Mir struggles with capricious computer
"Capricious" is not a word often used to describe space technology - unless, of course, referring to Hal, the megalomaniac fictional computer in 2001; A Space Odyssey. But, then, nor is "jinxed", although that is what Mir increasingly seems to be.
The breakdown was the third computer failure within three months, and is yet another addition to the station's litany of setbacks. These include a fire, a prang with a cargo ship, oxygen supply problems, and a Russian commander - now back on earth - who complained of a heart flutter.
However, a spokesman for Mission Control outside Moscow, said last night that the crew had managed to repair the computer. But he added that it still had to be restarted and the crew were likely to try and switch it back on after a radio exchange with ground control about 9am today.
Scientists were yesterday at a loss to say exactly why the computer abruptly turned itself off, after it declared an emergency and blacked out. "The computer has become capricious again," said Valery Lyndin, a Russian spokesman. The crew promptly closed down most vital systems - including the oxygen supply system and gyrodynes that keep Mir aligned to the sun - to save power while they searched for the fault.
Although the three crew on board are not considered by their controllers to be in any danger, computer failure is among the more serious of the 1,500 (mostly minor) breakdowns that Mir has experienced during its 11 years in space.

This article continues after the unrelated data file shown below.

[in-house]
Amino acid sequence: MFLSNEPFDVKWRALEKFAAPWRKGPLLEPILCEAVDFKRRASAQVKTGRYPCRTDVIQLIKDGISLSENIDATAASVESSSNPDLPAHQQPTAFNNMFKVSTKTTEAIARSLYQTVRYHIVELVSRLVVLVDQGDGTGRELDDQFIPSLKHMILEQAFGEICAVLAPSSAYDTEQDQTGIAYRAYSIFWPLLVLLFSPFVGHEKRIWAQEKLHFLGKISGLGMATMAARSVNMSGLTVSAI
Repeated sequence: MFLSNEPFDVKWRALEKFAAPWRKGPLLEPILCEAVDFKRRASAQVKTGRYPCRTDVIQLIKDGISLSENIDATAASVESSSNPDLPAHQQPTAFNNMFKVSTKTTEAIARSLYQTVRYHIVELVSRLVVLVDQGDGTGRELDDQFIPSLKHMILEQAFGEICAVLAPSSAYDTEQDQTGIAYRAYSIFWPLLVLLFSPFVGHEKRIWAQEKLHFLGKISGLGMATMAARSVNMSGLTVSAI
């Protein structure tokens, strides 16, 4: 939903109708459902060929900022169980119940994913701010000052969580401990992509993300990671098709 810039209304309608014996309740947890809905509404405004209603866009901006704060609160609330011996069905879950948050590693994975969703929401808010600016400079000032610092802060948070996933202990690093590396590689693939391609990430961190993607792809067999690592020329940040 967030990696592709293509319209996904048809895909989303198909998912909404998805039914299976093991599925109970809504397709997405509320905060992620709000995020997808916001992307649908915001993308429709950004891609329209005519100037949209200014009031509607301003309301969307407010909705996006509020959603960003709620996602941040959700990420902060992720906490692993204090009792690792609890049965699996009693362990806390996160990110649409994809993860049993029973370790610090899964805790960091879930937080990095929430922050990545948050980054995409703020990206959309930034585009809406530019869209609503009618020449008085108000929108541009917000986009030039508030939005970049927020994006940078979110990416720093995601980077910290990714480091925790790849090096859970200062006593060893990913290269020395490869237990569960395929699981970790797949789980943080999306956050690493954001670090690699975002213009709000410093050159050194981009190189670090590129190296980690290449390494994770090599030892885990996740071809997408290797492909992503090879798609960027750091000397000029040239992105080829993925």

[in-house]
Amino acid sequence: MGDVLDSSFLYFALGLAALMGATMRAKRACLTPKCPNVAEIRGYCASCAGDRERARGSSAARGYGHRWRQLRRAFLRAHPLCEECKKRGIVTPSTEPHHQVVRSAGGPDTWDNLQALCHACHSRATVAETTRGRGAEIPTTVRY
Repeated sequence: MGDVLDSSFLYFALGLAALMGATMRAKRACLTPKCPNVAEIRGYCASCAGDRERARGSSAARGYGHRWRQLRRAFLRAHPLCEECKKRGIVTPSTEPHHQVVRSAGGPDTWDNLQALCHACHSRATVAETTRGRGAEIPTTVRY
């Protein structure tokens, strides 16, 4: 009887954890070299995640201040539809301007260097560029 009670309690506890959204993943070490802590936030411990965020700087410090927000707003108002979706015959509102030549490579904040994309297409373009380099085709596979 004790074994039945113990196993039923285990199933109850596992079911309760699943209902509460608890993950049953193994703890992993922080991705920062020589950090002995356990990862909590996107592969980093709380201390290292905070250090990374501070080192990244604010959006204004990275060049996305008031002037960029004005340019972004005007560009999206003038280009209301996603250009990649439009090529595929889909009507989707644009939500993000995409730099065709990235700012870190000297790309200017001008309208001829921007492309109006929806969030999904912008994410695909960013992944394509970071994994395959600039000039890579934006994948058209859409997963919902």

When a crew member unplugged the main computer by mistake in July, it sent Mir drifting into space for about a day while the crew groped around the darkness with torches. There were further problems last month, when a computer section crashed during a redocking manoeuvre. Yesterday Pavel Vinogradov, Mir's engineer, said that this time Mir was maintaining its position.
Last weekend, Mir's controllers had hoped to stem the tide of mishaps and bad publicity by announcing that they had found a hole in Spektr, the science module damaged when a cargo ship crashed into it in June. After a space walk that lasted nearly six hours, Dr Foale and Anatoly Sovolyov, the station commander, returned without having found a puncture.
Yesterday's events will inevitably contribute to Russia's increasingly defensive posture over Mir, as questions continue in the United States over whether the $472m that Nasa is paying Russia for the use of the station is money well spent.
Emergency landing at Heathrow sparks further controversy over London airport capacity
Unrest may spread across Europe, warns Red Cross chief
French government seeks to ban extreme right-wing group
BNP and EDL accused of attempt to fuel racial hatred after Woolwich terror attack
You want to get an Eton scholarship? All you need to do is answer four (not so simple) questions
- 1 What, let gays get married? We must be bonkers
- 2 Rocky Horror star Tim Curry 'suffers major stroke'
- 3 Exclusive: How MI5 blackmails British Muslims
- 4 Lord of the Sings: Sir Christopher Lee, 91, to release heavy metal album
BMF is the UK’s biggest and best loved outdoor fitness classes
Get the latest on The Evening Standard's campaign to get London's children reading.
Win anything from gadgets to five-star holidays on our competitions and offers page.